As my feet left the cliff face and I started plummeting down into the gorge, I wondered what I'd gotten myself into. What felt like an eternity later I hit the icy cold water with a splash and a bit of a shout and plunged into its inky depths.
Hidden away in the Pilbara region of Western Australia, Karijini National Park has breathtaking gorges, crystal clear natural swimming pools, waterfalls and an abundance of walk trails of varying levels of difficulty.
The Banjima, Yinhawangka and Kurrama Aboriginal people, the traditional owners of the Hamersley Range, call the area Karijini. The name of the national park recognises the historic and ongoing significance of the area to these people, and their involvement in the management of the park. Many areas with in the national park are important and even sacred to the Aboriginal people culturally and physically. Fern Pool and Circular Pool are particularly special, visitors to these areas are encouraged to enter the water quietly and avoid making loud noises.
Luckily no such restrictions are required on Red Gorge a few kilometres away from the more sacred Dales Gorge. On my last trip to Karijini I connected with an adventure tour group who have qualified ropes access guides and can take people deeper into the park than a casual visitor is allowed. It is a very full day, you jump from several waterfalls into deep pools below as you make your way deeper and deeper into the park.
The day starts out with a briefing and getting kitted out, my kit is a fair bit heavier as I'm carrying all the usual gear, a cut down version of my camera gear and a tripod (I know, I know... can't do waterfall shots without a tripod though). We make our way down into Red Gorge, hike our way through the gorge until we get to the end of the tourist area, this is where the adventure starts.
Our guide sets up some ropes and we abseil off a log and down through the first of many waterfalls into a swimming hole. Even with the wet-suit on, entering the icy cold water momentarily takes my breath away. It is a short swim to the next waterfall where we take off our packs and throw them the 7-8 meters down into the pool below, I've got to admit, throwing the pack with my camera in it and my tripod attached to it went against every instinct I have. Then it was time for the first jump.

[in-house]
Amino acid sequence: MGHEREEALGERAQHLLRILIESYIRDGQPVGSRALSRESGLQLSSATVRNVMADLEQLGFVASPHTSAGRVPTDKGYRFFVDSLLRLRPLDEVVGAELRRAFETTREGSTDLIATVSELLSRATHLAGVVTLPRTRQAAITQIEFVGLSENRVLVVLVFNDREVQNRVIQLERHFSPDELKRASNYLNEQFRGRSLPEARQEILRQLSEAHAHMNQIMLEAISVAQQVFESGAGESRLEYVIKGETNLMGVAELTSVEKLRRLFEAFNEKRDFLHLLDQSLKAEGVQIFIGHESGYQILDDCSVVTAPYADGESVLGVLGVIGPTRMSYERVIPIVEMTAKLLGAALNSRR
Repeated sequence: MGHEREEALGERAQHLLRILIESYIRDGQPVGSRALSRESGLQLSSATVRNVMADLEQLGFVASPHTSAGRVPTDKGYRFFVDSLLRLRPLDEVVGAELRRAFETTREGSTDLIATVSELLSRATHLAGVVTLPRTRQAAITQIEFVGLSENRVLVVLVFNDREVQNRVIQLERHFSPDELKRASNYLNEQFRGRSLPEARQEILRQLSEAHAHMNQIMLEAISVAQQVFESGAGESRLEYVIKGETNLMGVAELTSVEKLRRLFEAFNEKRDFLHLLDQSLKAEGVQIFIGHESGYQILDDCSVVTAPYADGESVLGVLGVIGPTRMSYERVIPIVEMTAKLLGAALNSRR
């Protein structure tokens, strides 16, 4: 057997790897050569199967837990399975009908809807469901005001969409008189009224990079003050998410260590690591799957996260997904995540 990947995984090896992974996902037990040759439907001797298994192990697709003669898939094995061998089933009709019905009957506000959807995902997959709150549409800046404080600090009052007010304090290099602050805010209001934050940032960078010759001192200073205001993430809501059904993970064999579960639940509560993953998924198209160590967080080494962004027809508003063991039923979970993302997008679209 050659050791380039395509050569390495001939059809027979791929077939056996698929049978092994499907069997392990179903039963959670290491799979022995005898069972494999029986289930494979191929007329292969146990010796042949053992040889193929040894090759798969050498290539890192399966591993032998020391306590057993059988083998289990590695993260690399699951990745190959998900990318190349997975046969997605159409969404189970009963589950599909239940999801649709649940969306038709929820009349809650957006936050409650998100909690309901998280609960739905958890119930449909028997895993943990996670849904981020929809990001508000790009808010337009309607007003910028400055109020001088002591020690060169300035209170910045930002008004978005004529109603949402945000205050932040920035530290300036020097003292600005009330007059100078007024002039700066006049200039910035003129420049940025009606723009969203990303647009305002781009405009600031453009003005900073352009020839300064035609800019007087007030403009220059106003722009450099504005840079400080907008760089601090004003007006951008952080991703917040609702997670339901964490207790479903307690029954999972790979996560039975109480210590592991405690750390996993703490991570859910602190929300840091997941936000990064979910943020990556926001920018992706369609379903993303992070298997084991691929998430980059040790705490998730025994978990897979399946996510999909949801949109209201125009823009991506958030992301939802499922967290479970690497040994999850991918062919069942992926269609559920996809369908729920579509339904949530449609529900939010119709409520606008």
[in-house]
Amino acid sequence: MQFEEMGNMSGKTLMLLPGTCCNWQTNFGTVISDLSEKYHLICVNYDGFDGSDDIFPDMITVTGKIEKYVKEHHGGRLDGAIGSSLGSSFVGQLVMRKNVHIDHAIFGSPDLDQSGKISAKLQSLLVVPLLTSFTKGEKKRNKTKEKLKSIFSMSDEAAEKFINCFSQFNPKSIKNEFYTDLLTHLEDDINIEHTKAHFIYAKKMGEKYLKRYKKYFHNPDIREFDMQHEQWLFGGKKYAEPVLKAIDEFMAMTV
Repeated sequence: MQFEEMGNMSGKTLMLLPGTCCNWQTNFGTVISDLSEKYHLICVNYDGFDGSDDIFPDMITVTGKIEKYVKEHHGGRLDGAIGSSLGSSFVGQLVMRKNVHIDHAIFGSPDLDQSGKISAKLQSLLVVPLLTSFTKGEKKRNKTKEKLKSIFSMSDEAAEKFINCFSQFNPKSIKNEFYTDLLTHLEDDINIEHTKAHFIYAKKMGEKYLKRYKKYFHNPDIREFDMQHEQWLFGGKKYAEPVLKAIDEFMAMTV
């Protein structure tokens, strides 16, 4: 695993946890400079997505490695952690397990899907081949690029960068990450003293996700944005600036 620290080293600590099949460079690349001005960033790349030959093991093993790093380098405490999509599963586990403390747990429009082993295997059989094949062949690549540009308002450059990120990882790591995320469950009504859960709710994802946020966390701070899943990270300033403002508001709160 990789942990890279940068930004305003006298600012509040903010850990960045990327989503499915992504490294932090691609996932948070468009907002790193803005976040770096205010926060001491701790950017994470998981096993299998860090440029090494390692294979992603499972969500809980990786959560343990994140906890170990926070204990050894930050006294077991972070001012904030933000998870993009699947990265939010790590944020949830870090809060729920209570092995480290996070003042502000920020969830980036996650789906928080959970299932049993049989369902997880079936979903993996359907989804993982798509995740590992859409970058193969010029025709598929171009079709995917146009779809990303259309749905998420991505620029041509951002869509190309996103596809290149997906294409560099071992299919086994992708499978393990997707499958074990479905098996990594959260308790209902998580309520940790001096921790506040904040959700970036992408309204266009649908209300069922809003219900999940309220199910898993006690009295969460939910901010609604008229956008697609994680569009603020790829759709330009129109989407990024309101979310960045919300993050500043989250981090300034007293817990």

While I've always had a physical reaction (aching knees and elbows) to heights, I have mentally conquered the fear I had of heights quite a long time ago. I've always been the type of person who has to go do dumb stuff to confront my fears... like joining a public speaking club when I was deathly afraid of it or climbing the tallest trees I could as a kid to prove I wasn't afraid (just stupid). So when it came to jumping off the waterfall, I went first... to prove to everyone including me that I make poor choices when it comes to my own safety.
It is quite the rush to jump off a waterfall into the very deep pools below, getting down there I found my camera gear had survived just fine (it was inside a padded case) and my tripod was still attached to the bag. The rest of the day involved more waterfall jumps, more swimming and more wondering if my camera gear was ok.